"You have to consider the totality of the situation," Bruscino said. Is the bear just being a bear? Is it habituated to human food sources? Have game wardens dealt with this bear before? How does the bear behave around people? Age, health and especially sex are considered, he said. Females are critical to growing the grizzly bear population, he said, so more allowances are made for females than for males. Bear managers will work harder, try more alternatives and give females more chances than males.

Eventually, some bears run out of chances and they're put down as game wardens assess their behavior as getting more risky, more dangerous.

Another analogy comes from Crowheart conservationist Robert Hopkins. He calls grizzly bear management "musical bears" – a pun borrowing from the childhood game of musical chairs. Only in this game, bears cycle through various habitats seeking food, as the habitats shrink in number and/or quality. It isn't a fun game, because inevitably, all the bears lose. Hopkins is frustrated with the entire concept of moving problem bears back to the wild. "They don't always head for the high country when they're turned loose," Hopkins said in an email. "In truth, the policy simply shifts problems around and doesn't solve anything. It's all propaganda to act as if they're doing something. It certainly is an extraordinary waste of manpower and funds to chauffeur bears all over the place. The only true solution is more habitat--don't try to keep bears out of the Southern Winds, etc."

Bruscino agrees that more habitat is highly desirable. Any time a sheep-grazing operation moves out of the Greater Yellowstone area, he said, it opens up "new" habitat for bears, because sheep-occupied habitat is never suitable for bears.

Chuck Neal, author of "Grizzlies in the Mist," takes a broader view as an ecologist. He views the Greater Yellowstone Ecosystem as an island – a large one, but an island nevertheless for the 600-some resident bears. Declaring the grizzly bear recovered under the Endangered Species Act is a political statement, he said, not a scientific assessment.

Earlier this summer, a grizzly showed up south of Meeteetsee, 25 miles outside the grizzly-bear zone defined by the Wyoming Game and Fish Department. Bruscino and his crew trapped the bear and removed it from that environment, but Neal figures the bear was out there for a reason, foraging where bears have historically foraged before.

He's delighted with the news that a bear (grizzly or black is not confirmed) has been spotted in the southern Wind River Range, up Sink's Canyon, outside of Lander, Wyoming. Grizzlies are living just a little north in the Wind River Reservation, he said. They could easily expand into the Wyoming Range, down the Sweetwater Valley, down to the Sierra Madres and even do some seasonal foraging into the Jack Morrow Hills, which has a thriving elk herd. Central Idaho and western Montana also have open habitat.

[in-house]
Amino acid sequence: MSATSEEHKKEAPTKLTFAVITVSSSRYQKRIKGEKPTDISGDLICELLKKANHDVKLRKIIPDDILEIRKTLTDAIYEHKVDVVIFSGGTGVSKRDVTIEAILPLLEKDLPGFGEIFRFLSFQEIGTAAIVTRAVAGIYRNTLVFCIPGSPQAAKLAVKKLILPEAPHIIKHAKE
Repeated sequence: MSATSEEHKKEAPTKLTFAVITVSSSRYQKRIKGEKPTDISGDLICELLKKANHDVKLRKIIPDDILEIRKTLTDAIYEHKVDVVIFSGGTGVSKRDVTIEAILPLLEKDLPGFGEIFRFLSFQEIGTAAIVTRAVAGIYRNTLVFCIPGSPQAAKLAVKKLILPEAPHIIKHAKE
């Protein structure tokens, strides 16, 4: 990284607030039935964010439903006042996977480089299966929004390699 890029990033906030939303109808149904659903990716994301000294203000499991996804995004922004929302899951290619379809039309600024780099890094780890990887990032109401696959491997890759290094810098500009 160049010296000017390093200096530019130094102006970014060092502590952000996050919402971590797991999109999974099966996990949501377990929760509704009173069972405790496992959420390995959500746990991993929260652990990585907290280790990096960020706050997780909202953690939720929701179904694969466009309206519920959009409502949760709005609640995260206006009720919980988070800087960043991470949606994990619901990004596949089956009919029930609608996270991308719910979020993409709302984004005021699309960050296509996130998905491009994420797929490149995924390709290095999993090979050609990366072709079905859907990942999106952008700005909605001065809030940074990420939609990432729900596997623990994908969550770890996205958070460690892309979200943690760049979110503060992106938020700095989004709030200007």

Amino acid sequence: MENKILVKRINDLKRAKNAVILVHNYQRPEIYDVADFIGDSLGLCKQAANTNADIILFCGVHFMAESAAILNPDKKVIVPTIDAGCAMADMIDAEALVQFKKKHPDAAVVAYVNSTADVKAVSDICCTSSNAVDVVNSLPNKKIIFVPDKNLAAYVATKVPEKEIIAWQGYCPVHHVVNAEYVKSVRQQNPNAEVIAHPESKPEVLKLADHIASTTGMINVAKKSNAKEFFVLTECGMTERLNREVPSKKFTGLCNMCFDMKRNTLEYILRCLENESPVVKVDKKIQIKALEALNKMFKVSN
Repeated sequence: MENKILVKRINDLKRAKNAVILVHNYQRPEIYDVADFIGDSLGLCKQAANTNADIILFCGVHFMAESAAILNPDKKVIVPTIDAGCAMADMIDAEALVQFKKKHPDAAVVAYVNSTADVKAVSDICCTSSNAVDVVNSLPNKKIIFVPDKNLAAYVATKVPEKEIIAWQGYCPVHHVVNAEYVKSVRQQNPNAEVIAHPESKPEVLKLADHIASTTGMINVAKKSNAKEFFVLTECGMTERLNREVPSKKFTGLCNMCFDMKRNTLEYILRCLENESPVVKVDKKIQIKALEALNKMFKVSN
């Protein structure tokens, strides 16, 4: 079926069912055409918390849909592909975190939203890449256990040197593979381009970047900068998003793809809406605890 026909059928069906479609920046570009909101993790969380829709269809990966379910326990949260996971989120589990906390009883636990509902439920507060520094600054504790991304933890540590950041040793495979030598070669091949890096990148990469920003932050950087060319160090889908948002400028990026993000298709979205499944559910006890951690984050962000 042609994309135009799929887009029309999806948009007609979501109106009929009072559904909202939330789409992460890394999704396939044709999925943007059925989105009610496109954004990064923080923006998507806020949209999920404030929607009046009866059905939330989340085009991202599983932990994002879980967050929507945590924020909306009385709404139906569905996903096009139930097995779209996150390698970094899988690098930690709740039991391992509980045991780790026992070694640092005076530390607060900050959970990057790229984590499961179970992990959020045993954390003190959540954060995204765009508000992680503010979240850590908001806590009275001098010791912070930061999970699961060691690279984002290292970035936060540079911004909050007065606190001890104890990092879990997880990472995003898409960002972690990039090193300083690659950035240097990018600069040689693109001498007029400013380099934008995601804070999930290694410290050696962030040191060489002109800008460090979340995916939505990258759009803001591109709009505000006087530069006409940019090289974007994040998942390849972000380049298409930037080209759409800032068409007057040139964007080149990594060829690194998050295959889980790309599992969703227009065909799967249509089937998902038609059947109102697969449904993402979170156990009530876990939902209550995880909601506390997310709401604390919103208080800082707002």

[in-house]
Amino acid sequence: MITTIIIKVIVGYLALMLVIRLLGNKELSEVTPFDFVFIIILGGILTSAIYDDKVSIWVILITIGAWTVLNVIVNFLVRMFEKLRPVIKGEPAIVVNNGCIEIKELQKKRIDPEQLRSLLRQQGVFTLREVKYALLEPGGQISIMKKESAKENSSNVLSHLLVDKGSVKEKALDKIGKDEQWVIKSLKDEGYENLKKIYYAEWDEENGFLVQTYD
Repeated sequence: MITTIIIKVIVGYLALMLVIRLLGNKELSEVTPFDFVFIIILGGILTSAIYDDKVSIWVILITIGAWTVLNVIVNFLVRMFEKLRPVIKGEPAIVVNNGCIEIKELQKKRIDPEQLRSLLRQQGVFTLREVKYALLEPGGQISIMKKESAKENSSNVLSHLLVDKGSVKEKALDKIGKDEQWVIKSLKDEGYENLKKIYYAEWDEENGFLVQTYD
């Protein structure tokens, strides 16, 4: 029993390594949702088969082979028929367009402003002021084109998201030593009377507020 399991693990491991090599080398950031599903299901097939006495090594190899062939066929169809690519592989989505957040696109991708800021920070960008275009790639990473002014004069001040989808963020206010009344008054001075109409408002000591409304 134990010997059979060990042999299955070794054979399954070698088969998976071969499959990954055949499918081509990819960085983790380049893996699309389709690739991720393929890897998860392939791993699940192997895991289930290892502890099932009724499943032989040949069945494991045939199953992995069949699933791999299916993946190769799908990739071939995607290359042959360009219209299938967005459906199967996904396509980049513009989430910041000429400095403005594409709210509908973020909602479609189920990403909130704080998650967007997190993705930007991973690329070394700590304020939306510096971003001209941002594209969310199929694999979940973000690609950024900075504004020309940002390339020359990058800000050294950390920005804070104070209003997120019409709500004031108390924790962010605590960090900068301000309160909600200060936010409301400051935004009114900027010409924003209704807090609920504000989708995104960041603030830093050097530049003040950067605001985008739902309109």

"The problem is political," Neal said. "There is no lack of suitable habitat and the bears will tell us where habitat is suitable."

Ideally, and from an ecological perspective, Neal would like to see the grizzly bear expand in numbers and spread far outside the Greater Yellowstone, with linkage to the Canadian bear population, to keep up genetic diversity and vitality. "What we have is a recovering population, not a recovered population," he said.

The biggest problem is the near-hysteric fear and political propaganda that blocks an expanding bear population, he said. Opponents of grizzly bear expansion have emphasized fear bloody encounters between huge bears and people.

Yet Bruscino and Neal agree that it is possible for humans and bears to co-exist, based on education, respect and tolerance. Both agree that greater risks are found in driving to the store or walking down the street past Fido. "The vast majority of bears never interact with people," said Bruscino. Only a small number of bears get into conflicts, he said. Most conflicts are relatively minor, he added, hastening to add that he didn't want to be insensitive about the California man who was killed earlier this month by a grizzly sow in Yellowstone Park. That mother bear was not put down, because it was viewed as protecting her cubs in the incident.

Where the two men differ is that Bruscino believes the Meeteetsee-area rancher who found a grizzly bear on his back 40 shouldn't have to modify his behavior or expectations. For Neal, modifying the behavior of people is not that difficult.

"The more crucial question is this," said Neal. "As a society, we need to decide which has the highest priority – the public's wildlife or privately-owned livestock operating on public lands."

The Wapiti Bear Wise program, for the North and South Fork areas of the Shoshone River, demonstrate that people can and do learn how to live in bear country. An offshoot of Bruscino's bear management efforts, the program educates residents on how to remove bear temptations, use fences and secure garbage cans. Public cooperation is proving to be very high, to the benefit of people and bears alike. "Wherever you live," said Bruscino, "you have responsibilities to your neighbors. If you live in town, you keep your sidewalk cleared of snow, so the little old lady up the block can walk to the store," Similarly, if you live in bear country, then bears are your neighbors and you need to care for your neighbor—which means not attracting the bear onto your property, he added.

"Bears can't change their behavior," said Bruscino, "but we can. We make choices."